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National Aeronautics and Space Administration. Analysis of S’COOL Data: An Introductory Tutorial. http://scool.larc.nasa.gov. www.nasa.gov. Finding the Data. Under the first cloud, Select Step 4: Database. Selecting the data. Interact with the data Just yours All OR….

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slide2

Findingthe Data

Under the

first cloud,

Select

Step 4:

Database

slide3

Selecting the data

  • Interact with the data
    • Just yours
    • All

OR…

slide4

Selecting the data

  • Download all S’COOL and CERES matches (as of Aug. 2004)
slide5

Selecting the data

  • Get ideas for data analysis

a) This tutorial

b) Excel file 1

c) Excel file 2

slide6

Review the Results

4. Read our analysis of the S’COOL and CERES data

-We will be happy to post results of student studies here too!

slide7

Search Options

  • Choose a date range

And/Or

  • Choose a lat/long region

And/Or

  • Choose a country

And/Or

  • Choose results with satellite data
slide8

Submit Query Request

It may take a few minutes to process the search.

  • Hit Submit when ready
slide9

Search Results - Ground Only

The student report

A graphic representation

slide10

Search Results - Ground + SatelliteA No Cloud Case

The student report

Excellent Agreement!

The satellite report

slide11

Search Results - Ground + Satellite

  • Of course, the reports from the ground and the satellite may not always agree
  • The next few slides illustrate a few examples
    • Sometimes the disagreement makes sense
    • Sometimes the disagreement does not make sense
  • You can look at your own observations to
    • Quantify the agreement
    • Find and further study cases that don’t make sense
slide12

Search Results - Ground + SatelliteCloudy Case - I

The student report

Very good Agreement!

Only opacity

(a subjective measure from the ground) does not match

The satellite report

slide13

Search Results - Ground + SatelliteCloudy Case - II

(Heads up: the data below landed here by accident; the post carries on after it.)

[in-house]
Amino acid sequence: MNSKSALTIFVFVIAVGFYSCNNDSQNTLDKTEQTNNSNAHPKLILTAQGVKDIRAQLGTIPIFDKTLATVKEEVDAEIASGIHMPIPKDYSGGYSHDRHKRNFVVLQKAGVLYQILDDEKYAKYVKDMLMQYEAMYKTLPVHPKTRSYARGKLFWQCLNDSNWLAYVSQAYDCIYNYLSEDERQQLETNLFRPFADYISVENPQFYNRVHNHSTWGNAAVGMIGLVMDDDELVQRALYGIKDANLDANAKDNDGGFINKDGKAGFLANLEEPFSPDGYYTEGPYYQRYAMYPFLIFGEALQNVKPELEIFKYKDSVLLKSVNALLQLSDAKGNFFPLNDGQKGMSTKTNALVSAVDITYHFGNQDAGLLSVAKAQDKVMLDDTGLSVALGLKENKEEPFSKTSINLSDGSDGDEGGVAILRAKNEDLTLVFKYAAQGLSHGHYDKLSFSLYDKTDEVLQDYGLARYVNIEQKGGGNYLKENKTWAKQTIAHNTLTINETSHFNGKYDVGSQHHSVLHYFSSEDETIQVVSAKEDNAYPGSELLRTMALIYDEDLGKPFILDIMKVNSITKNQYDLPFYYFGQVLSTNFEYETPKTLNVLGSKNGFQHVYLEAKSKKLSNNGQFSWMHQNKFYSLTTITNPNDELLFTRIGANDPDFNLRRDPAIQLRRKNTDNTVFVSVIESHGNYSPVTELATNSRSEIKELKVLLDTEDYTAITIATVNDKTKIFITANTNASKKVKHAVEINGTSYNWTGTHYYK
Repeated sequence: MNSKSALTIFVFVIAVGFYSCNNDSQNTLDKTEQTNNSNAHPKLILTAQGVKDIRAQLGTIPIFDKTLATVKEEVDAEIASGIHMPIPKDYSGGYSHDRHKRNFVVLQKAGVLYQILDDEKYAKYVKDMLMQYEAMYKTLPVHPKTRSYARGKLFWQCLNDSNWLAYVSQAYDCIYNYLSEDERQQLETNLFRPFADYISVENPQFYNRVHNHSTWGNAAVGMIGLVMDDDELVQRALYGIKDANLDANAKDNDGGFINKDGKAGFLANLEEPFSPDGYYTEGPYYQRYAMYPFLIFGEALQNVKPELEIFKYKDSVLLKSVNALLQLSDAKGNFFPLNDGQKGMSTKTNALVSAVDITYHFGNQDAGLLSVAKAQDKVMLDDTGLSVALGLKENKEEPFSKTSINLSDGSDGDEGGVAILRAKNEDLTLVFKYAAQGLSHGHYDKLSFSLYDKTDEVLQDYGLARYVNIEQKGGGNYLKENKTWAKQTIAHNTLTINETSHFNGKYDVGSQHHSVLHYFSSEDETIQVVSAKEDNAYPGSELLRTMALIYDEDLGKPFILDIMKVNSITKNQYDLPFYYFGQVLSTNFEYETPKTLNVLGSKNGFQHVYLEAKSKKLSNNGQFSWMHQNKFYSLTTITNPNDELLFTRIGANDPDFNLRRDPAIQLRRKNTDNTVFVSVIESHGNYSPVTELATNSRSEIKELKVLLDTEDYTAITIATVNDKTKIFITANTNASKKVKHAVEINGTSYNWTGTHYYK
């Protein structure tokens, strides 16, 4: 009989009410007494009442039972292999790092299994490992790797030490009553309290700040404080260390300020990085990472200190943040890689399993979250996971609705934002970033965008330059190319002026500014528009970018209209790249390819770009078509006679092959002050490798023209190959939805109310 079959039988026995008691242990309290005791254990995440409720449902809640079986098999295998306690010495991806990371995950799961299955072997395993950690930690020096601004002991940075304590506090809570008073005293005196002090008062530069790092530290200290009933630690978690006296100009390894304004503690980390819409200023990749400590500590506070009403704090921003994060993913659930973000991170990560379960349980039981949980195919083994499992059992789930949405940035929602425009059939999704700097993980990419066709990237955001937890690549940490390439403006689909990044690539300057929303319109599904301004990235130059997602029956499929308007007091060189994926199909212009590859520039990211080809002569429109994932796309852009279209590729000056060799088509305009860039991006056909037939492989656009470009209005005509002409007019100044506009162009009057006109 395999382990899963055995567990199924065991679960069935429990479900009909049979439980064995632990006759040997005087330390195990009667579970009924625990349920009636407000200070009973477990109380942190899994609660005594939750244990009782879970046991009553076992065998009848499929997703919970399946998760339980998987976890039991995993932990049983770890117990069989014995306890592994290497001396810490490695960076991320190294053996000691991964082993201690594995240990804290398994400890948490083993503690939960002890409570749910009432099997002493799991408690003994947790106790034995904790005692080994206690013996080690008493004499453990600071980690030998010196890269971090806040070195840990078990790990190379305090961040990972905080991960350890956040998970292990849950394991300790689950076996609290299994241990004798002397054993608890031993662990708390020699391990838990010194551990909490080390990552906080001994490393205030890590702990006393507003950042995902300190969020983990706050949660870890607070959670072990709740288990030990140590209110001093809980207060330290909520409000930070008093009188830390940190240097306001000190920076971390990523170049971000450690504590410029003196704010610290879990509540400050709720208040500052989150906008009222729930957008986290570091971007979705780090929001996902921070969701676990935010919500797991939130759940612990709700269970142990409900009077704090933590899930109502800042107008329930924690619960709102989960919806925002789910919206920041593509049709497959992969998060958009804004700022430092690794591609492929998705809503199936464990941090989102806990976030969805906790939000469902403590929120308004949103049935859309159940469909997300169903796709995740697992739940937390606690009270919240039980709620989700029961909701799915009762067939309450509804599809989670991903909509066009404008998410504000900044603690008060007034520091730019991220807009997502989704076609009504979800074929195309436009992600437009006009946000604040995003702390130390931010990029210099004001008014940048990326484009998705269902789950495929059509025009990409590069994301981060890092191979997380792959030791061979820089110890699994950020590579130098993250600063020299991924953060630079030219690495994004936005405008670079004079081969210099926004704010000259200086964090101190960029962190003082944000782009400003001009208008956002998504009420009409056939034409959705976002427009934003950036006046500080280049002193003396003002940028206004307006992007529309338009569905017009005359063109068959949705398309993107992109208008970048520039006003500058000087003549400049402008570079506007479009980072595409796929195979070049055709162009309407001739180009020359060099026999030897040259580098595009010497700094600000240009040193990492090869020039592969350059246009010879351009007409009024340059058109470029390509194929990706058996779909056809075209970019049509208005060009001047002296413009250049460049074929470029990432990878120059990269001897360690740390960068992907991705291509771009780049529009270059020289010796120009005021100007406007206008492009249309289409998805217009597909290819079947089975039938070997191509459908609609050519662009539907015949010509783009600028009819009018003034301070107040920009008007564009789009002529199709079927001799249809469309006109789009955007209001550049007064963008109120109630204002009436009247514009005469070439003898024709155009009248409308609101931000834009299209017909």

The student report

Near disagreement

Cloud Cover differs by one category. May be off only a few percent.

The satellite report

slide14

Search Results - Ground + SatelliteCloudy Case - III

The student report

Interesting disagreement

Satellite cannot see clouds under opaque top layer

The satellite report

slide15

Search Results - Ground + SatelliteCloudy Case - IV

The student report

Interesting disagreement

Satellite cannot detect sparse, thin, high clouds

The satellite report

slide16

Search Results - Ground + SatelliteCloudy Case - V

The student report

Puzzling disagreement

Student comments indicate extensive cloudiness

The satellite report

slide17

Analyzing the Data - Cloud Cover

  • So far we have talked about 6 cases (no cloud case, and cloudy cases I, II, III, IV, and V). How could we summarize these?

Low cloud

Mid-level cloud

High cloud

All

3/6

50%

5/6

83%

4/6

67%

 2/6

33%

slide18

Analyzing the Data - Cloud Cover

Low cloud

Mid-level cloud

High cloud

All

3/6

50%

5/6

83%

4/6

67%

 2/6

33%

Cloud Cover is important to understanding the Earth’s Energy Budget, since clouds both reflect sunlight and modulate emission of heat from the Earth.

slide19

Analyzing the Data - Cloud Cover

  • What if we look at total cloud cover (Low + Mid + High)?